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Coyote

From:
Texas Hill Country

Last Login:
Plano, Texas, United States
Nov 26, 2019

The First Stuff Is the Steepest

Day 1, right off the bat, started with a 1,700 m (5,600 ft) climb. Set the tone for the next few days.

At the beginning of the climb, the hills were covered in saguaro cactus. Up close, they look like they do in roadrunner cartoons. From farther away, it looks like the hill has stubble and needs to shave.

By the time I reached the top of the hill, the weather had changed, my ears had popped a few times, and the landscape was entirely different. The cacti were gone, and instead, there were pine trees everywhere. This is southern Arizona? Isn’t Mexico about 200 km from here?

Most every uphill gets a downhill, this one included. As it began, there was a sign stating “Road not suitable for passenger vehicles”. Hopefully, Teeder would be up for the challenge.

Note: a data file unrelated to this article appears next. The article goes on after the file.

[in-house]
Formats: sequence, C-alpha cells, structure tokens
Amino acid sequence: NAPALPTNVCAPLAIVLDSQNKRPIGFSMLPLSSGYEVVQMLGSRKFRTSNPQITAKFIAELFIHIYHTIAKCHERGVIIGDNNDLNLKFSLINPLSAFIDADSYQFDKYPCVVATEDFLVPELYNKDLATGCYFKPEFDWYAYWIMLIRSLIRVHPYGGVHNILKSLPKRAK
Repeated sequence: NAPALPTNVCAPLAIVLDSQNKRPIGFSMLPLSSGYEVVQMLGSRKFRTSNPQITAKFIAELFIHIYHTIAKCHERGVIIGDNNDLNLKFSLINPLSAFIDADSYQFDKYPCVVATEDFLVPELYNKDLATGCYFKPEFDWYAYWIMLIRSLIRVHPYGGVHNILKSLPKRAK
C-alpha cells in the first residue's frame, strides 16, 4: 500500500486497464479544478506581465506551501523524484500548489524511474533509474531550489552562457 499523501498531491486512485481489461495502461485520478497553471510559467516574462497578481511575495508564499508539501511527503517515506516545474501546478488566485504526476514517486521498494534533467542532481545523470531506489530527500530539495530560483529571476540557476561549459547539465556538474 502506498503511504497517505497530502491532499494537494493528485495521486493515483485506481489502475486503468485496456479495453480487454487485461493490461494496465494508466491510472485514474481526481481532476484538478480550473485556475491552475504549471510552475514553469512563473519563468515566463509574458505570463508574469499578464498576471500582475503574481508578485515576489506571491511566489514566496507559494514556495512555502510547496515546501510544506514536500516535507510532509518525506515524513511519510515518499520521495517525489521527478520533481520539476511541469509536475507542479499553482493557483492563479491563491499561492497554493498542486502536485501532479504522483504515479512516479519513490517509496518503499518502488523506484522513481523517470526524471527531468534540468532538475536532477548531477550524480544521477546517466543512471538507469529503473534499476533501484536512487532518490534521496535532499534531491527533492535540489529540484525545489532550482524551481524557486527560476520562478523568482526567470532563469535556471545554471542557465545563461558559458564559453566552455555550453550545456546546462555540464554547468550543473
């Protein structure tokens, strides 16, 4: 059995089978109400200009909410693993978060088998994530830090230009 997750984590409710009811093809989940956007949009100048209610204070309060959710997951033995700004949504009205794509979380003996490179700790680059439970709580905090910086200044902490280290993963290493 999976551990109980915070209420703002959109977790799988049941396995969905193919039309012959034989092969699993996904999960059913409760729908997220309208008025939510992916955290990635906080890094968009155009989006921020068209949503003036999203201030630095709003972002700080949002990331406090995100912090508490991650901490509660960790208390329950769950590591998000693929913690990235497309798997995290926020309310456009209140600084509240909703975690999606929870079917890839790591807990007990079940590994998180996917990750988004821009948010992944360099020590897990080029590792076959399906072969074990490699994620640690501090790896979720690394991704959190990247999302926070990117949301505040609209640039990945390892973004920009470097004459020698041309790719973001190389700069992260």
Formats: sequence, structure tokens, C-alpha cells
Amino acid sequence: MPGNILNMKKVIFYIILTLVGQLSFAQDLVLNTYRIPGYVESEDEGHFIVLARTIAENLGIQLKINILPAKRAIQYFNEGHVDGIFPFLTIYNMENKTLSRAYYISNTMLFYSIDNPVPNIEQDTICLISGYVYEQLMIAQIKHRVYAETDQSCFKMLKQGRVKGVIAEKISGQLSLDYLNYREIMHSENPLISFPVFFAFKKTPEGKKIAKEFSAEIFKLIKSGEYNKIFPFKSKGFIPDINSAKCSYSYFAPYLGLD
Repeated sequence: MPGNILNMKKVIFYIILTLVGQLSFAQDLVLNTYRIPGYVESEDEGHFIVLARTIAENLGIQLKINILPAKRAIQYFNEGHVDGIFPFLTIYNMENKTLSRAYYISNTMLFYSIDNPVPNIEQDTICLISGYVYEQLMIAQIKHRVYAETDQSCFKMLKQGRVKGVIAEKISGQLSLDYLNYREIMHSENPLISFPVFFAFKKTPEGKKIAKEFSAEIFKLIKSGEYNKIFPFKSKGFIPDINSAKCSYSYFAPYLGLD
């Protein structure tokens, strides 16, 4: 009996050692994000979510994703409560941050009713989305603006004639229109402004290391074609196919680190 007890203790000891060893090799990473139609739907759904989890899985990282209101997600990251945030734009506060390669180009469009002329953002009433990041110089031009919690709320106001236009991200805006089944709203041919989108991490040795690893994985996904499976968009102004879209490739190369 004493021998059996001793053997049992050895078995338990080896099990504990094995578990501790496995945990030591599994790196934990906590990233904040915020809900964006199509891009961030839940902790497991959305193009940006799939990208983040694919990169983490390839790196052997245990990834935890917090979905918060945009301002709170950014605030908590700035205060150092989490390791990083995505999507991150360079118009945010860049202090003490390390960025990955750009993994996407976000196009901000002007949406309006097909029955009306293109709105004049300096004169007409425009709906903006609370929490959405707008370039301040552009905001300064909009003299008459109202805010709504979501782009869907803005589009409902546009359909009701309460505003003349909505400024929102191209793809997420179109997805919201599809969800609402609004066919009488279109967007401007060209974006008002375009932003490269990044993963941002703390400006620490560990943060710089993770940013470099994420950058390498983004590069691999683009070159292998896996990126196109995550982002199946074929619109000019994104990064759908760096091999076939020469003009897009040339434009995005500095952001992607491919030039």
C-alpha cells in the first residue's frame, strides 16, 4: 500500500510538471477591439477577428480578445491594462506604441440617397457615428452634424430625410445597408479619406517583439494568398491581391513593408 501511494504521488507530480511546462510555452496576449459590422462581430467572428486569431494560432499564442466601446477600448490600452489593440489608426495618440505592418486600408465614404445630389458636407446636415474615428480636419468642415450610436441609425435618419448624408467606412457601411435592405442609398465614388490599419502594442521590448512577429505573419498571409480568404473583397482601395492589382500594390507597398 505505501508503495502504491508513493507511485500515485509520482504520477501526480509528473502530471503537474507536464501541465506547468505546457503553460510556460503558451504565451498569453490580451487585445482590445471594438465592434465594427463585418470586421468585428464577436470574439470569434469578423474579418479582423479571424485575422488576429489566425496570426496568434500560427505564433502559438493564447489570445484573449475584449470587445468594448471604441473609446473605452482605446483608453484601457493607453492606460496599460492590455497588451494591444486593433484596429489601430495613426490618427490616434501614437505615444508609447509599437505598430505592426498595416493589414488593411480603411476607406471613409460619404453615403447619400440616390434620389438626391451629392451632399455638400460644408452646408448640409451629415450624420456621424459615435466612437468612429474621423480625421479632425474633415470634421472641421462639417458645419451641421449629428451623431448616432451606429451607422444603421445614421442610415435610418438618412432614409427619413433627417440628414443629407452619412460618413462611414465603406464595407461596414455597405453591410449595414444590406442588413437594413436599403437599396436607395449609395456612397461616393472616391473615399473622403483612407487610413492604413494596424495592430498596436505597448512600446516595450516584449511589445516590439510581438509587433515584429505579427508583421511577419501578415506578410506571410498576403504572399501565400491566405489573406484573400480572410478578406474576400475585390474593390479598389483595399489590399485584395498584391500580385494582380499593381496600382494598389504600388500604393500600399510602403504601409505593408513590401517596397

And she was! Teeder came through like a champ. The descent had several rocky and sandy sections where I would’ve slowed to a crawl on Jackie, if not dismounting entirely, but Teeder was able to roll on through. This was exactly why getting a new bike was a good idea.

A few hours later than expected, I made it to the other side of the hill and into Oracle, a town that had not much more than a few gas stations. I was entirely out of water. Somehow, I thought it’d be in poor taste to ask for five free liters of water from one gas station, so I got two liters at one, then three liters at the other.

Winkleman was another 55 km, entirely on dirt road, and there were 3.5 hours of daylight left. It was mostly flat. It’d be a stretch, but I wasn’t ruling it out. If not, I could camp anywhere in between, but I’d have no access to water overnight. Given how quickly I went through five liters during the first half of the day, I didn’t like the idea of only five liters to make it through the afternoon, evening, overnight, and morning. I’d give it a shot.

For a dirt road, the surface was nearly perfect. Only a little sand/gravel, virtually no washboard. I’ve seen paved roads in worse shape. On top of that, it was mostly flat, only a stray hill here and there, with a steady decline into town and a light tailwind the whole way. I made good time and arrived in Winkleman just before sunset.